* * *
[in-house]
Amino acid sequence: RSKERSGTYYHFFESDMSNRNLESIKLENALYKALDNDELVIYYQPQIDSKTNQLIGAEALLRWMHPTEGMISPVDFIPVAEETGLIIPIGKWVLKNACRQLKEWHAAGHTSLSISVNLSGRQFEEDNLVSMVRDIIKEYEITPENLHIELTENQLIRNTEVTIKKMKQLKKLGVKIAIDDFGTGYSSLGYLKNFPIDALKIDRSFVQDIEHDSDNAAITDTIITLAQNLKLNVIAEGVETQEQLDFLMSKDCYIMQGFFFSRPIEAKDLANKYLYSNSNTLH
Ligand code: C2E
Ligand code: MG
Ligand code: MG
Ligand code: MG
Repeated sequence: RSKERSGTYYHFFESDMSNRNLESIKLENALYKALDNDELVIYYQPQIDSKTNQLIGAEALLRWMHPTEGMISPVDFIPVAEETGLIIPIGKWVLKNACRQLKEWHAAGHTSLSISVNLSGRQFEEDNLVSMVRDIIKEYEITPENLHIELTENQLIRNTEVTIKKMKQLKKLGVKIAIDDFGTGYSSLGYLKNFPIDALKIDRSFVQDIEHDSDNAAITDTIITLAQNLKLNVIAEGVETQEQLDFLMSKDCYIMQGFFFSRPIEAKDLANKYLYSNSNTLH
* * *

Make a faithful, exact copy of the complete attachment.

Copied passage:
[in-house]
Amino acid sequence: RSKERSGTYYHFFESDMSNRNLESIKLENALYKALDNDELVIYYQPQIDSKTNQLIGAEALLRWMHPTEGMISPVDFIPVAEETGLIIPIGKWVLKNACRQLKEWHAAGHTSLSISVNLSGRQFEEDNLVSMVRDIIKEYEITPENLHIELTENQLIRNTEVTIKKMKQLKKLGVKIAIDDFGTGYSSLGYLKNFPIDALKIDRSFVQDIEHDSDNAAITDTIITLAQNLKLNVIAEGVETQEQLDFLMSKDCYIMQGFFFSRPIEAKDLANKYLYSNSNTLH
Ligand code: C2E
Ligand code: MG
Ligand code: MG
Ligand code: MG
Repeated sequence: RSKERSGTYYHFFESDMSNRNLESIKLENALYKALDNDELVIYYQPQIDSKTNQLIGAEALLRWMHPTEGMISPVDFIPVAEETGLIIPIGKWVLKNACRQLKEWHAAGHTSLSISVNLSGRQFEEDNLVSMVRDIIKEYEITPENLHIELTENQLIRNTEVTIKKMKQLKKLGVKIAIDDFGTGYSSLGYLKNFPIDALKIDRSFVQDIEHDSDNAAITDTIITLAQNLKLNVIAEGVETQEQLDFLMSKDCYIMQGFFFSRPIEAKDLANKYLYSNSNTLH